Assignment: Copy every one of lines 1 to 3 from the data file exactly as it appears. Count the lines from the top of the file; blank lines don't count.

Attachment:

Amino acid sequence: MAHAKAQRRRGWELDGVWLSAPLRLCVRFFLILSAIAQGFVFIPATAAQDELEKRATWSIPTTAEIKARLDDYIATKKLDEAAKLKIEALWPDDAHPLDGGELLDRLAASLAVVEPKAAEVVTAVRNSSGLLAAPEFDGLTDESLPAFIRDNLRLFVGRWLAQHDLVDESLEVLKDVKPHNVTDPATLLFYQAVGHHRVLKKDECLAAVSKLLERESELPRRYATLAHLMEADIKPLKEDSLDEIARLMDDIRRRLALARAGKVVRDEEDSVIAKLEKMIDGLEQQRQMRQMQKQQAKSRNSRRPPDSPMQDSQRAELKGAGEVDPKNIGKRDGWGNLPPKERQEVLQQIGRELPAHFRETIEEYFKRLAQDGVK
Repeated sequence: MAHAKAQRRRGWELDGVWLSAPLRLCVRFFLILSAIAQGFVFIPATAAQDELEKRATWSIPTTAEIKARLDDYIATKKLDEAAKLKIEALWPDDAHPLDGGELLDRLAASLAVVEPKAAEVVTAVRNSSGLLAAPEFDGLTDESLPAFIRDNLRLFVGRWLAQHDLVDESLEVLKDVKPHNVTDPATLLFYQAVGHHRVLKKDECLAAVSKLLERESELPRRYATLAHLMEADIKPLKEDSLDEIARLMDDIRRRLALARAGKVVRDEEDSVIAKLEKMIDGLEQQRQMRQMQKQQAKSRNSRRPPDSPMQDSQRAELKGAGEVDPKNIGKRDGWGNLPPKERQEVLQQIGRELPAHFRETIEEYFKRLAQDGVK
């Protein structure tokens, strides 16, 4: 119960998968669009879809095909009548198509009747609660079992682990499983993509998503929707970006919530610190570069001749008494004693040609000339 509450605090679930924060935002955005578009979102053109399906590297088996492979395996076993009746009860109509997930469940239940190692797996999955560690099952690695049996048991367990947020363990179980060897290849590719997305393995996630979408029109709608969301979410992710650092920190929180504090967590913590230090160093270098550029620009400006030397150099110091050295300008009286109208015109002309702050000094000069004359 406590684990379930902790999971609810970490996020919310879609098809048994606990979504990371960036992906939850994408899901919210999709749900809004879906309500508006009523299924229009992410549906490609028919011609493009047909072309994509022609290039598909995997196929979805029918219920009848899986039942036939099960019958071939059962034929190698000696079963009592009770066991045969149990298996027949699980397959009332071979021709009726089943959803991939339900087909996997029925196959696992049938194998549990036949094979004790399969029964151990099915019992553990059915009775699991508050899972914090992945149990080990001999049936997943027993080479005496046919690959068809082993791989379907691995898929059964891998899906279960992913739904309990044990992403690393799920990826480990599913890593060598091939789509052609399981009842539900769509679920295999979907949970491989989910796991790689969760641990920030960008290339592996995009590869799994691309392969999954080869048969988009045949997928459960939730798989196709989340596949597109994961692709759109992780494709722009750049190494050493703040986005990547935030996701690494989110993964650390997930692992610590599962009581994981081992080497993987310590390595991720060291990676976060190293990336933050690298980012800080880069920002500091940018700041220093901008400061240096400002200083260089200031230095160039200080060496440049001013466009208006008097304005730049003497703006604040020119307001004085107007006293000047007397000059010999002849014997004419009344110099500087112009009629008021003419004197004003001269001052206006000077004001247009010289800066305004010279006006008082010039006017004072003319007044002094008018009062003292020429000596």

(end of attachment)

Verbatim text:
Amino acid sequence: MAHAKAQRRRGWELDGVWLSAPLRLCVRFFLILSAIAQGFVFIPATAAQDELEKRATWSIPTTAEIKARLDDYIATKKLDEAAKLKIEALWPDDAHPLDGGELLDRLAASLAVVEPKAAEVVTAVRNSSGLLAAPEFDGLTDESLPAFIRDNLRLFVGRWLAQHDLVDESLEVLKDVKPHNVTDPATLLFYQAVGHHRVLKKDECLAAVSKLLERESELPRRYATLAHLMEADIKPLKEDSLDEIARLMDDIRRRLALARAGKVVRDEEDSVIAKLEKMIDGLEQQRQMRQMQKQQAKSRNSRRPPDSPMQDSQRAELKGAGEVDPKNIGKRDGWGNLPPKERQEVLQQIGRELPAHFRETIEEYFKRLAQDGVK
Repeated sequence: MAHAKAQRRRGWELDGVWLSAPLRLCVRFFLILSAIAQGFVFIPATAAQDELEKRATWSIPTTAEIKARLDDYIATKKLDEAAKLKIEALWPDDAHPLDGGELLDRLAASLAVVEPKAAEVVTAVRNSSGLLAAPEFDGLTDESLPAFIRDNLRLFVGRWLAQHDLVDESLEVLKDVKPHNVTDPATLLFYQAVGHHRVLKKDECLAAVSKLLERESELPRRYATLAHLMEADIKPLKEDSLDEIARLMDDIRRRLALARAGKVVRDEEDSVIAKLEKMIDGLEQQRQMRQMQKQQAKSRNSRRPPDSPMQDSQRAELKGAGEVDPKNIGKRDGWGNLPPKERQEVLQQIGRELPAHFRETIEEYFKRLAQDGVK
């Protein structure tokens, strides 16, 4: 119960998968669009879809095909009548198509009747609660079992682990499983993509998503929707970006919530610190570069001749008494004693040609000339 509450605090679930924060935002955005578009979102053109399906590297088996492979395996076993009746009860109509997930469940239940190692797996999955560690099952690695049996048991367990947020363990179980060897290849590719997305393995996630979408029109709608969301979410992710650092920190929180504090967590913590230090160093270098550029620009400006030397150099110091050295300008009286109208015109002309702050000094000069004359 406590684990379930902790999971609810970490996020919310879609098809048994606990979504990371960036992906939850994408899901919210999709749900809004879906309500508006009523299924229009992410549906490609028919011609493009047909072309994509022609290039598909995997196929979805029918219920009848899986039942036939099960019958071939059962034929190698000696079963009592009770066991045969149990298996027949699980397959009332071979021709009726089943959803991939339900087909996997029925196959696992049938194998549990036949094979004790399969029964151990099915019992553990059915009775699991508050899972914090992945149990080990001999049936997943027993080479005496046919690959068809082993791989379907691995898929059964891998899906279960992913739904309990044990992403690393799920990826480990599913890593060598091939789509052609399981009842539900769509679920295999979907949970491989989910796991790689969760641990920030960008290339592996995009590869799994691309392969999954080869048969988009045949997928459960939730798989196709989340596949597109994961692709759109992780494709722009750049190494050493703040986005990547935030996701690494989110993964650390997930692992610590599962009581994981081992080497993987310590390595991720060291990676976060190293990336933050690298980012800080880069920002500091940018700041220093901008400061240096400002200083260089200031230095160039200080060496440049001013466009208006008097304005730049003497703006604040020119307001004085107007006293000047007397000059010999002849014997004419009344110099500087112009009629008021003419004197004003001269001052206006000077004001247009010289800066305004010279006006008082010039006017004072003319007044002094008018009062003292020429000596």